Poor dear, poor dear, poor dear, my sweetheart, Her eye, her eye, her eye, 'ill be weeping, Her eye, her eye, her eye, 'ill be weeping! And my back on the Dun, without hope of returning;

In war nor in peace, ne'er return will MacCrummen."


I've also heard a variant of the "Cave of Gold" legend from Edinburgh. Edinburgh as you know is an ancient city; as it's been built up and upon over the centuries, many ground-level streets were bridged over, resulting in an extensive labyrinth of both man-made and natural tunnels and caverns beneath the city. Story goes that some fellows were trying to map out a tunnel from Castle Rock, and had a piper walk down the tunnel piping while they followed the sound up on the surface. They followed him quite some distance into the city, where the sound of the pipes faded away and they lost track of him completely; they returned to the entrance and waited, but the piper never emerged from the cave. They say that to this day he can sometimes be heard piping beneath the streets of Edinburgh, or in the cellars of Edinburgh Castle.

Another one I like is of a piper who lost his way in the fog, and wandered into the land of the pixies. They were having a feast, and insisted that he stay a while and pipe for them; in return, they'd give him a stand of pipes turned from solid gold. He ate, drank (you're never supposed to drink with pixies), and piped for them all night long, until he nearly collapsed from exhaustion. With great applause, the pixies presented him with the golden pipes, and showed him the way home through the fog. Finally arriving home, he stashed the golden pipes beneath his cot and passed out. When he awoke in the morning, he reached under his bed, and pulled out a bundle of sticks and kindling.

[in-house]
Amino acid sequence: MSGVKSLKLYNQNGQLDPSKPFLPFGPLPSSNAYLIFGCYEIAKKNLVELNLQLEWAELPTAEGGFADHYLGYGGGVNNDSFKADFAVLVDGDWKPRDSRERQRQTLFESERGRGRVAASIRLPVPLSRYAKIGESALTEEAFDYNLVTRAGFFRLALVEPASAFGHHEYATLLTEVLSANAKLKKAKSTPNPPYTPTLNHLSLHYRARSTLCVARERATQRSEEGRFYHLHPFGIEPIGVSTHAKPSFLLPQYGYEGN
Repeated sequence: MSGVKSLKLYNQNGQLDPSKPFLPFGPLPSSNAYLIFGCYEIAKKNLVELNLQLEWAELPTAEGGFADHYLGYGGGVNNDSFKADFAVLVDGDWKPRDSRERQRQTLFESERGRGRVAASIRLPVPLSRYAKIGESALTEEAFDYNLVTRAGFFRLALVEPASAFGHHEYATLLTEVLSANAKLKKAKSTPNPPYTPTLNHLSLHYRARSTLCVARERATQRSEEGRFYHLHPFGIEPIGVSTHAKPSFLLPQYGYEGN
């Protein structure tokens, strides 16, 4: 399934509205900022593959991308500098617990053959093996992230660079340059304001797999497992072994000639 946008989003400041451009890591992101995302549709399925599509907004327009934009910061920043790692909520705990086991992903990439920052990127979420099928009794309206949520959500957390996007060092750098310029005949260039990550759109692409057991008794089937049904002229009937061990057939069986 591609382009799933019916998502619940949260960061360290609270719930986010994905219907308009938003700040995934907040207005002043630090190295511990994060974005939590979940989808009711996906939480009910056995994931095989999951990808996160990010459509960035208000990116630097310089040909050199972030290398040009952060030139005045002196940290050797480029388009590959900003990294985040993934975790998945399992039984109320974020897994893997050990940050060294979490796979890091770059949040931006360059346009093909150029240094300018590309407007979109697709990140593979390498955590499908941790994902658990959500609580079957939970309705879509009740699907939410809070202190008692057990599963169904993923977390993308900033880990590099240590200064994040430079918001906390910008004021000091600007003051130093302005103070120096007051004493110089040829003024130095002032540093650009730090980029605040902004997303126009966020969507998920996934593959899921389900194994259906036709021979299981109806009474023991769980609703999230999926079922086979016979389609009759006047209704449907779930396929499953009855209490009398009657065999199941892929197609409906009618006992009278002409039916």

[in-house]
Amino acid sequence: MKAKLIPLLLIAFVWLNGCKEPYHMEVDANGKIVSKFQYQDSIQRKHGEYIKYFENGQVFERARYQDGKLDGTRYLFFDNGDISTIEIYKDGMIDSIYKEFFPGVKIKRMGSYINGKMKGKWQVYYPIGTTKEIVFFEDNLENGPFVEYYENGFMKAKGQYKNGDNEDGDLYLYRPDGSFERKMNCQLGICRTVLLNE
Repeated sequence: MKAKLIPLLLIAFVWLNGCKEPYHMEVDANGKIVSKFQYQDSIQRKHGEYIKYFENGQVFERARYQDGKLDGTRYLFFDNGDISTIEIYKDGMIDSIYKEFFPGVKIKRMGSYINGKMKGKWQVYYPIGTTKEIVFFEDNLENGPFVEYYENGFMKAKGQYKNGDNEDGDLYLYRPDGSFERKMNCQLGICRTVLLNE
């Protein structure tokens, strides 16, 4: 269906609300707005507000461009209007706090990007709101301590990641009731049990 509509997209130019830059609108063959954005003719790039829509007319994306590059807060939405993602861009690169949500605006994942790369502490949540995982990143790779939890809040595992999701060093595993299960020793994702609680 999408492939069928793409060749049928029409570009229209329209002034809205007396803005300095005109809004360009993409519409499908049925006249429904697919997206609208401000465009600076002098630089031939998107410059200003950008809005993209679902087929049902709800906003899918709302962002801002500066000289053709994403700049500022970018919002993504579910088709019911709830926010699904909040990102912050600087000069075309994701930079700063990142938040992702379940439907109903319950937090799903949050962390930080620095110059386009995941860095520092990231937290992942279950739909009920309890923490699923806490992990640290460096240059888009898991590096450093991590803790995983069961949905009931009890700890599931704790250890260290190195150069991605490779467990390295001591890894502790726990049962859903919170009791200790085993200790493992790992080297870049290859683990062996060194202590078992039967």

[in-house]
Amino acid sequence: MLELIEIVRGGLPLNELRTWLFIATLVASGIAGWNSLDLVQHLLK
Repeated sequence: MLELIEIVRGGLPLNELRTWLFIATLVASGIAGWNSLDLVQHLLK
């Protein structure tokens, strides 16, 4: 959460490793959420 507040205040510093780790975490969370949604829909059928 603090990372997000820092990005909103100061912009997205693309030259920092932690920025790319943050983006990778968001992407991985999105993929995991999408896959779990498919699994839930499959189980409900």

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stoirmeil 
Posted: 25-Aug-2005, 03:40 PM
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This is fascinating about Cha Till MacCruimmain. I have a keen interest in the history, since I am still very much in process of working it up for singing in the original gaidhlig. It's become a bit of an obsession with me. (You know already that is what's in my signature, and those mountains in my avatar are the Black Cuillen hills on Skye that are in the song.)